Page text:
The following piece is based on the experiences of one of the NARFA Loss Control Specialists. The Automotive Industries Compensation Corporation (AICC) in Massachusetts provides members with one of the best workers compensation programs in the country. From unlimited loss control services, to large discounts and dividends paid back each year, the AICC truly believes in and establishes a strong safety culture. Here we take a look at some thoughts about the safety department and human resources roles in maintaining a strong safety culture.
Companies with the strongest safety culture had both the Human Resource department (HR) and the safety department working together as a safety committee to develop and maintain a safe work environment. In many companies these departments consider their roles as separate and rarely interact until major failures occur. This is a mistake and could be quite costly for both the business and employee.
Both HR and safety are a support function for a larger operation and have similar mission objectives: ensure effective work processes while complying with the law. Although an employer’s safety and HR departments don’t necessarily need to work together to achieve their goals, failure to do so may come at a cost. Company departments should also work hard to build upon and improve safety culture.
Historically, many safety departments have grown out of HR. A small company may not need a safety professional right away, so HR gets assigned safety as a type of miscellaneous responsibility. As a result, some organizations may not give full attention to safety. In this type of situation, HR professionals need to be self-aware enough to recognize that they require assistance, and most likely need additional education and training. The most effective system is to have a dedicated safety professional working for the company but in many cases this simply not the case.
The HR and safety departments are sometimes also in poor communication with one another and don’t work together. In many cases they may begin to work against each other without realizing the negative effects on the overall safety culture of the company.
For example, HR may want to incentivize workers to become more productive. Depending on the type of incentive, the program could negatively affect the development of a positive safety culture by emphasizing production over safety performance. HR goals and interests in such a program may have minimal to no requirements to comply with specific safety rules. But if the safety department and HR work together the same incentive goals can be reached without compromising workers safety and avoiding a high level of injuries.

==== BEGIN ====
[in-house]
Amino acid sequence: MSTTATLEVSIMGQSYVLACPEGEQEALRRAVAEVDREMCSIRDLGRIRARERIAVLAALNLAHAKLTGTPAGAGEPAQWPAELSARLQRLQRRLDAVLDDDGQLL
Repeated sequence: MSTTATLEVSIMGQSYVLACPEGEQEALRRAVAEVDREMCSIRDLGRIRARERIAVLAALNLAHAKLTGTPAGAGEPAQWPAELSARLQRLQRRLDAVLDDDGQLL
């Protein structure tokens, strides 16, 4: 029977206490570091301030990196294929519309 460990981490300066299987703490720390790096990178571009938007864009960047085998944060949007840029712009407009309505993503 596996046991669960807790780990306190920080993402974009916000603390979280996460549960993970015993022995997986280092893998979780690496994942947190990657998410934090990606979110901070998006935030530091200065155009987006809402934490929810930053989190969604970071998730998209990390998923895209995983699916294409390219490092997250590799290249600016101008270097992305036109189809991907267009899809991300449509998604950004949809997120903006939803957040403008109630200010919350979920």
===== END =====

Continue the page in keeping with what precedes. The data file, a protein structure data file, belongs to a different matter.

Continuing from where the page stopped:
“It’s important for a safety professional to play a role or provide input in HR decisions such as incentive programs, training, hiring and promotions – issues that may be at the core of a company’s safety culture. If the safety officer can’t touch any of that, they’re going to get nowhere.”
If employees being promoted have the greatest output but their safety record is ignored, the employer is sending the message that productivity is more important than safety. This can affect a company’s safety culture for years. If the HR professional has a solid understanding of occupational safety or works closely with the safety professional, he or she will not promote workers who fail to emphasize safety.
Several aspects of safety and HR overlap, highlighting the importance of the two units working together.
- Employee misbehavior: Employee horseplay or bullying has a workplace safety component, and the safety professional should be involved in resolving the case. HR should take the lead on correcting the situation, as disciplinary action may need to be taken. The safety professional also may lack the knowledge to handle any potential legal or liability issues involved.
- Alcohol and drug abuse: Any worker under the influence poses a safety hazard. Safety and HR professionals should work together on the issue, especially if a supervisor plans to terminate the worker. HR can help ensure the dismissal is fully complaint with labor laws to avoid additional issues.
Most HR professionals don’t readily see the connection between their field and safety. Due to the extensive administrative functions of their job, HR professionals cannot complete more than HR-related work, particularly if the employer has a safety professional on staff. The safety manager must teach HR how it can help support the safety culture.
HR involvement in safety creates an opportunity to improve performance, including reduced costs from less injuries. HR professionals can make an impact by keeping safety in mind when hiring to ensure newly hired employees have the right attitude and can positively contribute to the company culture. Safety managers should train all HR professionals on safety basics, including how to complete OSHA injury reports. This is especially important if safety falls under HR responsibilities. Safety managers should be certain they are utilizing the HR infrastructure to use all of the tools they have to implement a strong safety culture.
Regardless of how an employer’s departments are organized, having safety professionals and HR professionals work together can be a key to improving safety culture. NARFA works hard to ensure safety compliance and culture are an important part of our members’ businesses. Please refer to our safety and wellness section for regularly updated tips and procedural information to help your business.
For more information about joining the AICC Workers’ Compensation program and our other employee benefits solutions please contact us today.